Elise pushed and turned red. She pushed more and turned burgundy. I held one of her legs and mopped her brow and tried to give her water out of a bottle whose straw kept popping out and onto the floor. And though I had gone to birthing class and done all the correct things to prepare for this exact moment, I couldn't have felt less competent had I been handed three lively cats and told to juggle them. Elise was muttering and I was saying things like "You're doing great" and "You call that a push?" Well, no, but it crossed my mind. Everything that shouldn't have been crossing my mind was: how the traffic on the highway outside looked bad today, how soft and pillowy the clouds were, how juggling cats would be difficult, how Elise was now the color of a beet.

Maybe I was trying to distract myself from what was happening. Our ageless Chinese midwife was doing the same, bouncing on the big purple birthing ball across the room between pushes in an attempt to distract Elise, who wanted to push all the time.

Time got tight, focused. Elise was yelling like a wounded animal. I saw the head and thought about calling Emergency. Elise was yelling louder and I was holding her leg and saying God knows what and nurses were circling and hands were reaching in and out and twisting this being that seemed to want to stay right where it was, not ready to join us yet. Then out it came, a gangly thing covered in blood. The thing was turned to me and it looked into my eyes with the hugest, most startled eyes I have ever seen and our eyes locked. I thought, I know you.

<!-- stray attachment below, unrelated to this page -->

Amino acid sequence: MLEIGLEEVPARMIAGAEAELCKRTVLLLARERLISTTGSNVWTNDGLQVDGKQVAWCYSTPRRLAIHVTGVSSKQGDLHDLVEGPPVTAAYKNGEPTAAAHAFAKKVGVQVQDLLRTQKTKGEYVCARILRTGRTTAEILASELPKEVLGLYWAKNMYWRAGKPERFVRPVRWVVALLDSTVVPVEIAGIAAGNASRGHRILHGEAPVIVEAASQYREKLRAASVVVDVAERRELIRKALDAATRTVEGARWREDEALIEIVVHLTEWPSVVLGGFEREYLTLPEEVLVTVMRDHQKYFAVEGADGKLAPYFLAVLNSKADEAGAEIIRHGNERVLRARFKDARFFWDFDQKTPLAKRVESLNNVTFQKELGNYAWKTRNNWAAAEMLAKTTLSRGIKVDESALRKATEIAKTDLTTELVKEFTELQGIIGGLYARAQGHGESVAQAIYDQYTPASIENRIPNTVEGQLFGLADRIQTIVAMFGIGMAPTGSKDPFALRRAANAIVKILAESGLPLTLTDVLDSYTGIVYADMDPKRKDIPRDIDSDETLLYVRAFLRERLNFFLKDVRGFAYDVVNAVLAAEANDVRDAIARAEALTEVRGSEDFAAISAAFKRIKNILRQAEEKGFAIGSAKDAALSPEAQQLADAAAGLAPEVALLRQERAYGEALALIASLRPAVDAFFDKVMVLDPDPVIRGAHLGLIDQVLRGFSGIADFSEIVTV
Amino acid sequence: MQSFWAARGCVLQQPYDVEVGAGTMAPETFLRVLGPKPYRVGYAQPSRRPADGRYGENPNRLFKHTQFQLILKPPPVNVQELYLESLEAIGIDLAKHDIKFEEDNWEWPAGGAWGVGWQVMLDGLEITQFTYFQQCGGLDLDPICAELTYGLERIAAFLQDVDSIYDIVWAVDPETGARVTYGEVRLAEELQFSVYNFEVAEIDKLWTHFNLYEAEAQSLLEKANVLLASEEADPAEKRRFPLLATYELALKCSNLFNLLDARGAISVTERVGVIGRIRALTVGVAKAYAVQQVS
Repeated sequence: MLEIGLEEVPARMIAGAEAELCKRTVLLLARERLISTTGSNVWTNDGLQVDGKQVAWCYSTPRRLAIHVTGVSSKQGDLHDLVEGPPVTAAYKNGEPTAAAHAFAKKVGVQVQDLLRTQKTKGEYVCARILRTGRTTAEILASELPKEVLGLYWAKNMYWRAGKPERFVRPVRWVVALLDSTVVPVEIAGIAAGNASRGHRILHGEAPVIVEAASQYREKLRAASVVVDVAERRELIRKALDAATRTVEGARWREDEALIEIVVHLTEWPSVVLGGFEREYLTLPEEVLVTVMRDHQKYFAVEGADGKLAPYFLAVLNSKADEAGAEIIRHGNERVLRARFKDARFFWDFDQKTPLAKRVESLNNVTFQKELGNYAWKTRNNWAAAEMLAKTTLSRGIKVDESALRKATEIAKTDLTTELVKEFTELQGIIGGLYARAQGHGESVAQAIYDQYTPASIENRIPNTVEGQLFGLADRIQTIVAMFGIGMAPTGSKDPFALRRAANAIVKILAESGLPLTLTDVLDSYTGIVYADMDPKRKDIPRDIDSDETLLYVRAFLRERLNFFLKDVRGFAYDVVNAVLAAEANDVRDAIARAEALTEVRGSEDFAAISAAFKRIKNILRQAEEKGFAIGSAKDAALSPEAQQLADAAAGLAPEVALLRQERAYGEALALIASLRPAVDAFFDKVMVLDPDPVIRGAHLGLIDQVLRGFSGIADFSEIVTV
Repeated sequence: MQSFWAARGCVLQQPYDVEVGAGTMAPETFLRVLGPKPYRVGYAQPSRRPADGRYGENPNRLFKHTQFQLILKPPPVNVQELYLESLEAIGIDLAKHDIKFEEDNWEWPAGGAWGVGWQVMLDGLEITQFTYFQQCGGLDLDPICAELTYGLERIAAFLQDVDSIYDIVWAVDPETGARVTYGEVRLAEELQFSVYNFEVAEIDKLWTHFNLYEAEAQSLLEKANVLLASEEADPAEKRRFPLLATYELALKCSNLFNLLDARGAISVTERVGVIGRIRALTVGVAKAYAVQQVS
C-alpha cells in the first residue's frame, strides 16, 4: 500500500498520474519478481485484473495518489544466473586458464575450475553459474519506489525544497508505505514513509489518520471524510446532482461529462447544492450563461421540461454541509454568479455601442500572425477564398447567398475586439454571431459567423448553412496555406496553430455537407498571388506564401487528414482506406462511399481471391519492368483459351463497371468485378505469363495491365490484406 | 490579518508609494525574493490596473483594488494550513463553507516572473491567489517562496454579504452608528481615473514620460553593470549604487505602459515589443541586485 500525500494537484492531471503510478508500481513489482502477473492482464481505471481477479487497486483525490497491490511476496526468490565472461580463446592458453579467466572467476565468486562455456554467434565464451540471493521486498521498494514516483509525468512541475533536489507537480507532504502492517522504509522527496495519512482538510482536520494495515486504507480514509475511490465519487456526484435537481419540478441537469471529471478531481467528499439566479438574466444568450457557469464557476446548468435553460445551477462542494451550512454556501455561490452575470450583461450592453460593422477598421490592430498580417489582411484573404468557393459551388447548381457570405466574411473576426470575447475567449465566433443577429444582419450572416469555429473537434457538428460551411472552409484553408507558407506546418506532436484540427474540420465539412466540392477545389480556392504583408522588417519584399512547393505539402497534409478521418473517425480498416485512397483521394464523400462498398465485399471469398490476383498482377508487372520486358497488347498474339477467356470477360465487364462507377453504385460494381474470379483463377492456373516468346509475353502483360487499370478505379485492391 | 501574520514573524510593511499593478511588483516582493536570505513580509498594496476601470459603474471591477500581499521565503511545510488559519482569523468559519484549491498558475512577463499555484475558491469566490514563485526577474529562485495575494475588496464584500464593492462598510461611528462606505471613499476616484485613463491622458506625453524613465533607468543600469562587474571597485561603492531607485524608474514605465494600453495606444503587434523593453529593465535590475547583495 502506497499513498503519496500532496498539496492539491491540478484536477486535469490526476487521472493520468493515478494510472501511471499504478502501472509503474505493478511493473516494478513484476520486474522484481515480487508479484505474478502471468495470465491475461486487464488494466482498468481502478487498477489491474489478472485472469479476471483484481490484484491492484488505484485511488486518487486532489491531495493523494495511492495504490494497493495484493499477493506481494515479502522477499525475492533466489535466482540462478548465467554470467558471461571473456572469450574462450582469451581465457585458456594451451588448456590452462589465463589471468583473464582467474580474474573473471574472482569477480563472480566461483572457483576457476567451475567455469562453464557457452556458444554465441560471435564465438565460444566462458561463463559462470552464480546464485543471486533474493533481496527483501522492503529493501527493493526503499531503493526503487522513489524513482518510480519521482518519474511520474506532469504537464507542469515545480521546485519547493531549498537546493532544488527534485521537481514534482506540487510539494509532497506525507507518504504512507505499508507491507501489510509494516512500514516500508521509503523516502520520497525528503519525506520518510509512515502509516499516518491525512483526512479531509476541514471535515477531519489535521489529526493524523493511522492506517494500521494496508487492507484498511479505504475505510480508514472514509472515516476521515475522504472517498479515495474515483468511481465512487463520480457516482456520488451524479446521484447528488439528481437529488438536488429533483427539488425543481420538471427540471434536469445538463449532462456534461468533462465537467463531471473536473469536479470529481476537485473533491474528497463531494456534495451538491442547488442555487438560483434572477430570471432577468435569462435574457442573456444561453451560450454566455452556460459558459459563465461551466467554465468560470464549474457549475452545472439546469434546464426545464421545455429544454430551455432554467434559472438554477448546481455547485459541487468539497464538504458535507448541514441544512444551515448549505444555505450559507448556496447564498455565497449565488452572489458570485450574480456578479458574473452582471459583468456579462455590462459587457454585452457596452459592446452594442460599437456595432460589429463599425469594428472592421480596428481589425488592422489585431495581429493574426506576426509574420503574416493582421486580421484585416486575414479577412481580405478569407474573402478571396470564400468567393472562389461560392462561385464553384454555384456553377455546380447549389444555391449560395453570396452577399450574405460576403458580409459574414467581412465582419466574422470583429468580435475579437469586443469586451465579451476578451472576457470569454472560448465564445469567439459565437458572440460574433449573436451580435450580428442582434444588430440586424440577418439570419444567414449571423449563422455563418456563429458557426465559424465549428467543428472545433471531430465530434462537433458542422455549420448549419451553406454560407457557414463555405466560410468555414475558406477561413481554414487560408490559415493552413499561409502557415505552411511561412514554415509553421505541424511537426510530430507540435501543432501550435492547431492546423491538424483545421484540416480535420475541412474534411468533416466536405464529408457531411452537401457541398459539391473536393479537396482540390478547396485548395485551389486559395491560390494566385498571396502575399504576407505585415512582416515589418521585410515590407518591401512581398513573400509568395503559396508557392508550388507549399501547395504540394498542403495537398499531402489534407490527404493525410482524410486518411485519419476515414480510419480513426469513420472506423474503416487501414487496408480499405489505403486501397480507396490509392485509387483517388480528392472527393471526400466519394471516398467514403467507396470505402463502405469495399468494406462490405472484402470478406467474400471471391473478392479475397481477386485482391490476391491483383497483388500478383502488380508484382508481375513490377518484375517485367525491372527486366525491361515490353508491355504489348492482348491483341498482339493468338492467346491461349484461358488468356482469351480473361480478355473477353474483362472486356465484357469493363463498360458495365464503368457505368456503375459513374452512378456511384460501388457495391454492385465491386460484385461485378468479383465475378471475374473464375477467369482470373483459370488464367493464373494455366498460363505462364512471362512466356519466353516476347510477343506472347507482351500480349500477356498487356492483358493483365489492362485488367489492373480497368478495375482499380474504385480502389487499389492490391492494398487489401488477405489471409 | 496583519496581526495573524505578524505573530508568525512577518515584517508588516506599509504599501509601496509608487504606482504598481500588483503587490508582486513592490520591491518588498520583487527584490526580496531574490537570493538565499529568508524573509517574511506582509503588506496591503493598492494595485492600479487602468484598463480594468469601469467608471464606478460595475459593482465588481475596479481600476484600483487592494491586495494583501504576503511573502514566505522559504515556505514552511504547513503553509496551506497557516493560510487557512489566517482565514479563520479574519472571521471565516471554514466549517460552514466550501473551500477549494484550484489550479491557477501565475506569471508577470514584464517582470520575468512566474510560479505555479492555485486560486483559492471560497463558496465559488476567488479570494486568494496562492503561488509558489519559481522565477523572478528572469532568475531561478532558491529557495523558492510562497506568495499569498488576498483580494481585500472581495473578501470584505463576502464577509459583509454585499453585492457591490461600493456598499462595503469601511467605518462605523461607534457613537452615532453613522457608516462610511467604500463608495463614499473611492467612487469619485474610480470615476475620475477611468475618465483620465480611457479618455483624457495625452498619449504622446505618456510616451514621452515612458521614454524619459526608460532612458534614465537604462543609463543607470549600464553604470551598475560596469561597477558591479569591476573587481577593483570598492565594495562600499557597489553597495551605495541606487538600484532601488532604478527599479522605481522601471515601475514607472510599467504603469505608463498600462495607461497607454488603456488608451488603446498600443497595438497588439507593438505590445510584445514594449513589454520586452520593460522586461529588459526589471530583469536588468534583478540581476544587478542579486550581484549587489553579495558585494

And in that instant, in the moment when the baby was wrapped and swaddled and brought to Elise's chest, there was a sense that all the pain that had been in that room was already being repaired, the night of tension disappearing in a soothing wash of forgetfulness, memory stitched together so that we could inaccurately look back on this experience with fondness. Indeed, a miracle.

Elise was beaming. I rested my face against hers and we looked into the baby's eyes. Neither of us said anything for a long time. We were too stunned to remember to check the sex. But as the baby was carried across the room, Elise asked, "What is it?" and I can still hear a voice saying, almost as an afterthought, "It's a girl."

The girl is lying three feet to my right now. She's in her bassinet, taking a nap next to my desk. Her hair is dark with light highlights. It waves in places, curling at the back of her neck. She has a round belly, a dimple on her chin like me. She just took a bath and is wrapped in a white blanket. She's making small noises. Her name is Zoë.